Ageism refers to discriminatory or prejudiced behavior and attitudes towards people based solely on age. Ageism causes the systematic mistreatment and marginalization of people based on age alone, just as racism and sexism does so based on categories of skin color and gender.
Dr. Robert Butler, the first Director of the National Institute on Aging, coined the term in 1969 at a time when our growing recognition of racism and sexism was fueling social change. But he first recognized decades earlier when, as a young and idealistic medical student, he was horrified to witness his fellow residents and students routinely refer to older people as “geezers” and “old witches” and trivialize their very real needs. Since then, many activists and researchers have documented the pervasive presence of ageist stereotypes in social attitudes, practices, and policies.
Age-based stereotypes: what are they?
The most common ageist stereotypes are negative, reflecting the ageist assumptions that all or most older adults are demented, weak, incompetent, disabled, or cranky.
- How often have you seen someone speak to an elderly person as they would to a child? Or speak loudly assuming that all older adults have hearing impairments? Or assume that if a young adult loses forgets something, they are simply forgetful but label the same behavior in an older person as ‘senile’?
A few stereotypes are superficially positive, such as the “cuddly and cute little old lady” stereotype. But these stereotypes also disempower older adults because they discourage people from treating them as capable adults with the usual human range of complex capacities, attitudes, and needs.
The price we all pay for ageism
Ageism—which permeates our social practices, behaviors, polities, and attitudes—hurts all of us.
From an individual perspective, these beliefs and assumptions can ‘get under our skin’ and create the very outcomes we fear.
- A study by Yale researcher Becca Levy and colleagues followed several hundred older adults for more than two decades. Researchers found that people who had internalized more negative attitudes towards aging were significantly more likely to suffer impairments and need nursing home care, and died on average 7-1/2 years earlier than people with more negative attitudes towards aging.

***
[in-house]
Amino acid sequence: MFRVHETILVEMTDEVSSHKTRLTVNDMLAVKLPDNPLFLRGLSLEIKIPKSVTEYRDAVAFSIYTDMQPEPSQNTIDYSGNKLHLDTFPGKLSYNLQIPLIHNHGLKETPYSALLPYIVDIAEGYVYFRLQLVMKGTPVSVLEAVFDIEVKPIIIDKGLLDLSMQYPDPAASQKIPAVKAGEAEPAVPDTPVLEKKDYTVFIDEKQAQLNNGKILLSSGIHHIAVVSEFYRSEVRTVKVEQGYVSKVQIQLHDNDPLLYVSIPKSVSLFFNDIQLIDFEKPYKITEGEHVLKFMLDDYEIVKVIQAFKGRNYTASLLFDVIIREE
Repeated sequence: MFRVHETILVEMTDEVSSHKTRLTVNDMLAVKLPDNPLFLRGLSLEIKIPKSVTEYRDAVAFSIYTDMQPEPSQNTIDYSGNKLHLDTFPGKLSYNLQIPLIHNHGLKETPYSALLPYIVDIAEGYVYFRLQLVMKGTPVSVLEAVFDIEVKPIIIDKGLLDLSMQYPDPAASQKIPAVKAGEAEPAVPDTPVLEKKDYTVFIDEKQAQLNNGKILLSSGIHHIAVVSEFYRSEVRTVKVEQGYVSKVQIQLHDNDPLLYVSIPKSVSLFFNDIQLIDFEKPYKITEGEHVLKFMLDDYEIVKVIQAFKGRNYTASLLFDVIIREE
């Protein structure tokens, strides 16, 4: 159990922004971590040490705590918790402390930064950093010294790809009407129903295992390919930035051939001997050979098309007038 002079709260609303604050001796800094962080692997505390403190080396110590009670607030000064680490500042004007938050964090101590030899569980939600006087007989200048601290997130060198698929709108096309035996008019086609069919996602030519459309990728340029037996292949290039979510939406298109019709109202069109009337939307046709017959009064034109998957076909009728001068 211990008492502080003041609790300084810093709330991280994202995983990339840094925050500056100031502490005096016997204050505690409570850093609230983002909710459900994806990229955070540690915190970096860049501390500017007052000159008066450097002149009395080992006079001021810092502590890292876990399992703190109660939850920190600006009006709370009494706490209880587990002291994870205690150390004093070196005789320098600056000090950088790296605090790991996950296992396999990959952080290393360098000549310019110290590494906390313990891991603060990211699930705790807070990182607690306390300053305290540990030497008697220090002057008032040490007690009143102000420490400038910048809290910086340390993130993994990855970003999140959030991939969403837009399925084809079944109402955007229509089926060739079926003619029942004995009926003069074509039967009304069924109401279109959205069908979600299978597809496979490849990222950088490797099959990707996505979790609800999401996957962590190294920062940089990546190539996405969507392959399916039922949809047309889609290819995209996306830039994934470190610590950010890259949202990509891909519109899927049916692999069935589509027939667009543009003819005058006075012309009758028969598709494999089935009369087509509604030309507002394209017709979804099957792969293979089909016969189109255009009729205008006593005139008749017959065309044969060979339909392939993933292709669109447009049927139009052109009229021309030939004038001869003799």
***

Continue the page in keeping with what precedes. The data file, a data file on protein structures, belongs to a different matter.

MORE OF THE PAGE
From a societal perspective, ageism causes us to accept discriminatory practices as ‘natural’:
- Just as we ‘assumed’ (with lots of social training and cues) that housing and employment should be based on skin color, we accept that older people should be segregated in special housing (to “help” them) and fail to protest hiring practices discriminate against older adults.
From a generational perspective, ageism places enormous pressures on young people to achieve everything in the first half of their adulthood (and somehow save enough to fund a forty-year retirement) and prevents the full participation, potential for growth, and engagement of older adults in all aspects of culture.
Ageism prevents us from developing an affirmative vision for a full human life and a vital multigenerational society.
How do we change it?
Individually and culturally, we need to:
- Recognize ageism (in ourselves as well as in social practices and policies) by raising our own awareness and consciousness;
- Challenge ageist assumptions and stereotypes through education, advocacy, and protest;
- Develop new social maps that embrace our full human journey, including the second half of adulthood.